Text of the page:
17. 3. Consequences

  18. Examples of 3-Way Cultural Challenges faced by Oil & Gas Managers: Differences in interpretations / recommendations between local and expat subsurface staff: Need to reconcile & select most appropriate fitting all necessary criteria Critical Issue / Error / Risk Reporting: Face, power-distance, individual vs collective responsibility Goal Conflict: Idiocentric Corporate multinational company goals vs Allocentric National Polychronic perspective Large project planning: Point outcomes vs consensus building. Time perceptions. Delegation. Roles & Responsibilities: Power-Distance, Linear vs Circular decision-making, Matrix vs Hierarchy. Multiple projects Uncertainty handling (sub-surface environment, external constraints etc) Recognition, acknowledgement, assessment, consequence

  19. International National European British Close-knit consultancy Consultant Client Interaction English THE INDIVIDUAL Project Teams Client Staff Organisational Solo work Geologist Engineer Client Management Geophysicist Technical

  20. Western European IOC (Integrated Oil & Gas Company) National Yemen ORGANISATION 1 Russian Arctic Organisational North Sea Technical

  21. Middle Eastern NOC (National Oil & Gas Company) National ORGANISATION 2 Russian Arctic Yemen North Sea Organisational Technical

  22. Root Causes/ Failures of Macondo Well Explosion Ref: US Chief Counsel’s Report to President “As a result of a cascade of deeply flawed failure and signal analysis, decision-making, communication, and organizational - managerial processes, safety was compromised to point the blowout occurred with catastrophic effects.” Perhaps there is no clear-cut “evidence” that someone the organizations in the Macondo well project made a conscious decision to put costs before safety; nevertheless, that misses the point. It is the underlying “unconscious mind” that governs the actions of an organization and its personnel. “Cultural influences that permeate an organization and an industry and manifest in actions that either promote and nurture a high reliability organization OR actions reflective of complacency, excessive risk-taking and a loss of situational awareness.”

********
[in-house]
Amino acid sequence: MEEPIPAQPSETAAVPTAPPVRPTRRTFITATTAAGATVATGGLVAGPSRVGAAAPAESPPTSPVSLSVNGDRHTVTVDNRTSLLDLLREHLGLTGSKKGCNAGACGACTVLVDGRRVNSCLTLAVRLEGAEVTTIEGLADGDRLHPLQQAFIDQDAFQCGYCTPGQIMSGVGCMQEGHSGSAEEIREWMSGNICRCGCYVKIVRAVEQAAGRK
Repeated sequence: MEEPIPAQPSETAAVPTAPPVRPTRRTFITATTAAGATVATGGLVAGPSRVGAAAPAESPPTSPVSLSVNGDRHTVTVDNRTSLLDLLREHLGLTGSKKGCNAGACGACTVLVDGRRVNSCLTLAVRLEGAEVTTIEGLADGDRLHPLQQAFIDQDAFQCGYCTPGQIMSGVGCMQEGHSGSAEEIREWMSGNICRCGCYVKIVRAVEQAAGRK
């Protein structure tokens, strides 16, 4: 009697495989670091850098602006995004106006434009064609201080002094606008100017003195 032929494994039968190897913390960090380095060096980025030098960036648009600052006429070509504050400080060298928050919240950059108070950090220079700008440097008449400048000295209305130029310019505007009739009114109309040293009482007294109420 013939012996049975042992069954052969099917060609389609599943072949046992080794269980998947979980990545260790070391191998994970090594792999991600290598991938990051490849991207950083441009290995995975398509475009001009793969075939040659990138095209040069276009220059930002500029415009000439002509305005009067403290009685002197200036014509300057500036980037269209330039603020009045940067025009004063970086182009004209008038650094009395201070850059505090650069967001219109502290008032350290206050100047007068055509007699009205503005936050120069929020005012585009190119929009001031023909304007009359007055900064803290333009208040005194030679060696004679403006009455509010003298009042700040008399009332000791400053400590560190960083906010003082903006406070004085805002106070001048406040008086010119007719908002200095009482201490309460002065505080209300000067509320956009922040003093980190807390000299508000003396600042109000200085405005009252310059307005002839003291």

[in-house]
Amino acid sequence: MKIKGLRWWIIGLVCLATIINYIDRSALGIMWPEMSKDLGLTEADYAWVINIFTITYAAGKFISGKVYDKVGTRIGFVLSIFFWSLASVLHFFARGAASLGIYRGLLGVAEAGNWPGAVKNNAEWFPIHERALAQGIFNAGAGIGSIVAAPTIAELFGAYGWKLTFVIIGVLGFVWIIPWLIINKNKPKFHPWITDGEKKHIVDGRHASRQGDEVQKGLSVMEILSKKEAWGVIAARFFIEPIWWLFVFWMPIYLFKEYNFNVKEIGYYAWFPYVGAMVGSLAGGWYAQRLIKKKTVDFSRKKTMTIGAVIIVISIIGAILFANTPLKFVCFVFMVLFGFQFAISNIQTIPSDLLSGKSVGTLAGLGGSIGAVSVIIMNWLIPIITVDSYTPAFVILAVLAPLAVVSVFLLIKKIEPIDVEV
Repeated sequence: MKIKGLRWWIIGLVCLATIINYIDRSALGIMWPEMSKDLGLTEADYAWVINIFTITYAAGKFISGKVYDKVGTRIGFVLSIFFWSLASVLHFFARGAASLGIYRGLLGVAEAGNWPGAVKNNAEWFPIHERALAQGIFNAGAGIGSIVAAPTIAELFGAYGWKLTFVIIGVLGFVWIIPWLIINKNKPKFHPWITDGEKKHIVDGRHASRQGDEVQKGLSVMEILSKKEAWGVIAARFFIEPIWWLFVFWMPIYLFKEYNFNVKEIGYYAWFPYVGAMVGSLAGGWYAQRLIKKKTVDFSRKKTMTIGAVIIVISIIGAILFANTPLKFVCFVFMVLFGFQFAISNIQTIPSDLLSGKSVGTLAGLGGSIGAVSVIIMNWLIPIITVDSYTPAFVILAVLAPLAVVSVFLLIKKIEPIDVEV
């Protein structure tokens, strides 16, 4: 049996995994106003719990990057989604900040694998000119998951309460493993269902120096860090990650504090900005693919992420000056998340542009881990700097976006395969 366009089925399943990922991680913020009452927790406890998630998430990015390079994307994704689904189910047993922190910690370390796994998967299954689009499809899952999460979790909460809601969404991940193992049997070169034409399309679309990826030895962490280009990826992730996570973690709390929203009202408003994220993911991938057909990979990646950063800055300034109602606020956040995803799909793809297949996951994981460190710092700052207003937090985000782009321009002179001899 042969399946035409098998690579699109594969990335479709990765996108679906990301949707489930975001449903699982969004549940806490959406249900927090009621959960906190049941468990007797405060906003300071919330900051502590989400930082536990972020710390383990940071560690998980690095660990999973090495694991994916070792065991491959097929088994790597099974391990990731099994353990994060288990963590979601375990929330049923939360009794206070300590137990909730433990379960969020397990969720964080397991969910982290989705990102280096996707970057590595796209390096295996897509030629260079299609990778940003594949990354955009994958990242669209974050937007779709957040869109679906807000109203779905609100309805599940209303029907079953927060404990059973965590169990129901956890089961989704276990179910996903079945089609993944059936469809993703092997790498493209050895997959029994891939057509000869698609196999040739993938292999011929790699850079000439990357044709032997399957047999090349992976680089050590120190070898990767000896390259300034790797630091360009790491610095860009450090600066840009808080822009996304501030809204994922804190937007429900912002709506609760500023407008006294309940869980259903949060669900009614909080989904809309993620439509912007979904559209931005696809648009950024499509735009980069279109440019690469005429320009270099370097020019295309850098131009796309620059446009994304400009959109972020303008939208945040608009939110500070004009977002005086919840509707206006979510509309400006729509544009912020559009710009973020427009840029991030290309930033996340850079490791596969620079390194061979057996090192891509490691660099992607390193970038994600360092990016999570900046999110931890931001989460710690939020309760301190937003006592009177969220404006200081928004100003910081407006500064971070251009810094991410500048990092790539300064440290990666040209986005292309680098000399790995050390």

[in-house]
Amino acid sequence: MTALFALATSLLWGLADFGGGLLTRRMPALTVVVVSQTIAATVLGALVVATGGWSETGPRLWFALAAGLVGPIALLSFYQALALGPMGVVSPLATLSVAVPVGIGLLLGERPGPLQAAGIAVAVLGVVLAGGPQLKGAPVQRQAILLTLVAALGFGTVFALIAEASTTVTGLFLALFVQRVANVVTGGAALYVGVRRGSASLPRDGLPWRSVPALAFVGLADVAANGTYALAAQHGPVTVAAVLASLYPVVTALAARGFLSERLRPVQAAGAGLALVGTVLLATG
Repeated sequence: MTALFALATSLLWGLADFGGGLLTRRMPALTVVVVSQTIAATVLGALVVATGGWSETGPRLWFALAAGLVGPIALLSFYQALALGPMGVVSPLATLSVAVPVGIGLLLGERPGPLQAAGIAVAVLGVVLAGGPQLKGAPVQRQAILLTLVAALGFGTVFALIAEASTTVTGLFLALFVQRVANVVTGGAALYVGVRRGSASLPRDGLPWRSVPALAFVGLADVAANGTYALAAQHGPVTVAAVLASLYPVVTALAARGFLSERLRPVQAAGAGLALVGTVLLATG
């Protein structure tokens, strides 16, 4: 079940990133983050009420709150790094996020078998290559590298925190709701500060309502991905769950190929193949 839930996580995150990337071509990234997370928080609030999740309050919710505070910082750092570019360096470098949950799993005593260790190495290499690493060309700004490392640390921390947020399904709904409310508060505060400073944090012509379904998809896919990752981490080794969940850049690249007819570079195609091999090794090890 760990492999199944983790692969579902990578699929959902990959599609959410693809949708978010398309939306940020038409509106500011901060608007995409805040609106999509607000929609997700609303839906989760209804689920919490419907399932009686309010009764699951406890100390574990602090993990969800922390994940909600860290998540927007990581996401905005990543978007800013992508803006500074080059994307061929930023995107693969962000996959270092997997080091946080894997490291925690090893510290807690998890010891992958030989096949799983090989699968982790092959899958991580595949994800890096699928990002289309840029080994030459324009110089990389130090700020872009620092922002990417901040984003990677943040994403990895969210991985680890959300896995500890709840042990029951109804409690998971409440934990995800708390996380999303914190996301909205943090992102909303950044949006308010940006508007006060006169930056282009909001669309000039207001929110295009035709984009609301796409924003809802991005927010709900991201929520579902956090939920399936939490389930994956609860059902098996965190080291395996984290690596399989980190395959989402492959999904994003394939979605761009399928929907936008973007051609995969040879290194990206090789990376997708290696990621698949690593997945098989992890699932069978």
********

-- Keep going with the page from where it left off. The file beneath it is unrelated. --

23. 4. Possible Solutions

  24. National Understand Cultural Intelligence Communicate Organisational Engage Technical Ref: E. Plum et al., 1998

  25. What can be learnt by O&G from the world of aviation? • Recognition of the importance of Human Factors • - Integral to aviation industry training and culture • - Established as primary factor in many incidents • - Cultural factors tackled head-on with safety justification • High Reliability Organisation (HRO) foundations: • - Standard Operating Procedures (SOP’s) • - Checklisting • - Licensing • - Crew Resource Management (CRM) • - Command, Control, Communicate (C3) • Promotion of Quality Assurance, Safety & Excellence • - Non-negotiable barriers • - Confidential Reporting • - Pro-active RCA (root-cause analysis) • - Accident Investigation • High levels of accredited training all the way through an organisation • - Simulation, simulation, simulation….. • - Emulation of What If’s, Consequences, ….not just Deliverables

  26. 3-Way Cross-Cultural Management Requirements: • Strong inherent understanding of and ability to distil: - complexity - risk - uncertainty - motivations - consequences • Ability to enforce, engage or drive (the “stick”): - best practice goals - learning from past mistakes - non-negotiable thresholds - 3-way cross-cultural awareness - awareness into action (RACI) • Encourage, steer and define (“the carrot”): - context-sensitive communication - multi-threaded, flexible management style - knowledge transfer, management & sharing - team-working as inter-cultural exercise

  27. Q&A